Sir Samp. Not at all, madam; odsbud you wrong me. I am not so old, neither, to be a bare courtier, only a man of words. Odd, I have warm blood about me yet, and can serve a lady any way. Come, come, let me tell you, you women think a man old too soon, faith and troth, you do! Come, dont despise fifty; odd, fifty, in a hale constitution, is no such contemptible age.
Ang. Fifty a contemptible age! Not at all; a very fashionable age, I think. I assure you, I know very considerable beaux that set a good face upon fifty. Fifty! I have seen fifty in a side-box, by candle-light, out-blossom five-and-twenty.
Sir Samp. Outsides, outsides; a pize take em, mere outsides! Hang your side-box beaux! No, Im none of those, none of your forced trees, that pretend to blossom in the fall, and bud when they should bring forth fruit. I am of a long-lived race, and inherit vigour. None of my ancestors married till fifty, yet they begot sons and daughters till fourscore. I am of your patriarchs; I, a branch of one of your antediluvian families, fellows that the flood could not wash away. Well, madam, what are your commands? Has any young rogue affronted you, and shall I cut his throat? Or
Sir Samp. Odsbud, and tis pity you should! (Aside.) Odd, would she would like me, then I should hamper my young rogues. Odd, would she would; faith and troth shes devilish handsome! (Aloud.) Madam, you deserve a good husband, and twere pity you should be thrown away upon any of these young idle rogues about the town. Odd, theres neer a young fellow worth hangingthat is, a very young fellow. Pize on em! they never think beforehand of anything; and if they commit matrimony, tis as they commit murderout of a frolic, and are ready to hang themselves, or to be hanged by the law, the next morning. Odso, have a care, madam.
Ang. Therefore I ask your advice, Sir Sampson. I have fortune enough to make any man easy that I can like; if there were such a thing as a young agreeable man with a reasonable stock of good-nature and sense. For I would neither have an absolute wit nor a fool.
Sir Samp. Odd, you are hard to please, madam. To find a young fellow that is neither a wit in his own eye, nor a fool in the eye of the world, is a very hard task. But, faith and troth, you speak very discreetly; for I hate both a wit and a fool.
Ang. She that marries a fool, Sir Sampson, forfeits the reputation of her honesty or understanding; and she that marries a very witty man is a slave to the severity and insolent conduct of her husband. I should like a man of wit for a lover, because I would have such a one in my power; but I would no more be his wife than his enemy. For his malice is not a more terrible consequence of his aversion than his jealousy is of his love.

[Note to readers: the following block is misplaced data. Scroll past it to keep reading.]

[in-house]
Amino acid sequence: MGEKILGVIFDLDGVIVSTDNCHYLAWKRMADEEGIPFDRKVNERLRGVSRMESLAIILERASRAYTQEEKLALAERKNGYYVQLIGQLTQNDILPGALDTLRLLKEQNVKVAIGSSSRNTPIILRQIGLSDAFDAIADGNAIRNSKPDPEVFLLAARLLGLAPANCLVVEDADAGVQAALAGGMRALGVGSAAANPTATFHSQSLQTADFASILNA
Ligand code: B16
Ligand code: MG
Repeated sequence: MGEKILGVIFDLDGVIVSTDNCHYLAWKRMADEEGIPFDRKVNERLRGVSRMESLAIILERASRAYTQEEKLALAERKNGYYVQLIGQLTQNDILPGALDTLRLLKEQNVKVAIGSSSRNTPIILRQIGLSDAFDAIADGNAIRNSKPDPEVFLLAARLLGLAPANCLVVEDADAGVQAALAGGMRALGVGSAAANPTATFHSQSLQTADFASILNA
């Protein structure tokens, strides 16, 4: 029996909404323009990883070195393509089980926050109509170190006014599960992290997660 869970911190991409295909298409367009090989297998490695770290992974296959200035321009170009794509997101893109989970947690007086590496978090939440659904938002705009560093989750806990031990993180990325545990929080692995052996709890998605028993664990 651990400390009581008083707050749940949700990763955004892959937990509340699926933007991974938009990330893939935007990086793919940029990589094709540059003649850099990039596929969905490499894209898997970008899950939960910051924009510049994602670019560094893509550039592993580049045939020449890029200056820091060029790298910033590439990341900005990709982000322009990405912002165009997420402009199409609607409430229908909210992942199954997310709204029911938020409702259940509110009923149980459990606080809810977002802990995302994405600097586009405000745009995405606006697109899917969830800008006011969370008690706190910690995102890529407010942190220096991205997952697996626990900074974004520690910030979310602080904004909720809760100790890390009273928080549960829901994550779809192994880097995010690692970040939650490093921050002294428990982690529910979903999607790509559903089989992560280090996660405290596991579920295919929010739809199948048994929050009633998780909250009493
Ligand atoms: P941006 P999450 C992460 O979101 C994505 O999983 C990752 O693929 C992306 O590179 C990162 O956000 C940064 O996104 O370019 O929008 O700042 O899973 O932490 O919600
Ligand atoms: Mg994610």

Sir Samp. None of old Foresights Sibyls ever uttered such a truth. Odsbud, you have won my heart! I hate a wit. I had a son that was spoiled among em; a good, hopeful lad, till he learned to be a witand might have risen in the state. But a cox ont! his wit run him out of his money, and now his poverty has run him out of his wits.
Sir Samp. (aside). Odsbud, I believe she likes me! (Aloud.) Ah, madam, all my affairs are scarce worthy to be laid at your feet; and I wish, madam, they were in a better posture, that I might make a more becoming offer to a lady of your incomparable beauty and merit. If I had Peru in one hand, and Mexico in tother, and the Eastern Empire under my feet, it would make me only a more glorious victim to be offered at the shrine of your beauty.
Ang. Hold, hold, Sir Sampson! I asked your advice for a husband, and you are giving me your consent. I was indeed thinking to propose something like it in jest, to satisfy you about your son, for if a match were seemingly carried on between you and me, it would oblige him to throw off his disguise of madness, in apprehension of losing me. You know he has long pretended a passion for me.
Sir Samp. Odd, youre cunning, a wary baggage! Faith and troth, I like you the better. But, I warrant you, I have a proviso in the obligation in favour of myself. Body o me, I have a trick to turn the settlement upon the issue male of our two bodies begotten. Odsbud, let us find children, and Ill find an estate.
Sir Samp. With all my heart; come in with me, and Ill lend you the bond. You shall consult your lawyer, and Ill consult a parson. Odzooks, Im a young man; odzooks, Im a young man, and Ill make it appear. Odd, youre devilish handsome. Faith and troth, youre very handsome; and Im very young, and very lusty. Odsbud, hussy, you know how to choose, and so do I. Odd, I think we are very well met. Give me your hand, odd, let me kiss it; tis as warm and as softas what? Odd, as tother hand; give me tother hand, and Ill mumble em and kiss em till they melt in my mouth.
Sir Samp. No, no, only give you a rent-roll of my possessions. Ha! baggage! I warrant you for little Sampson. Odd, Sampsons a very good name for an able fellow; your Sampsons were strong dogs from the beginning.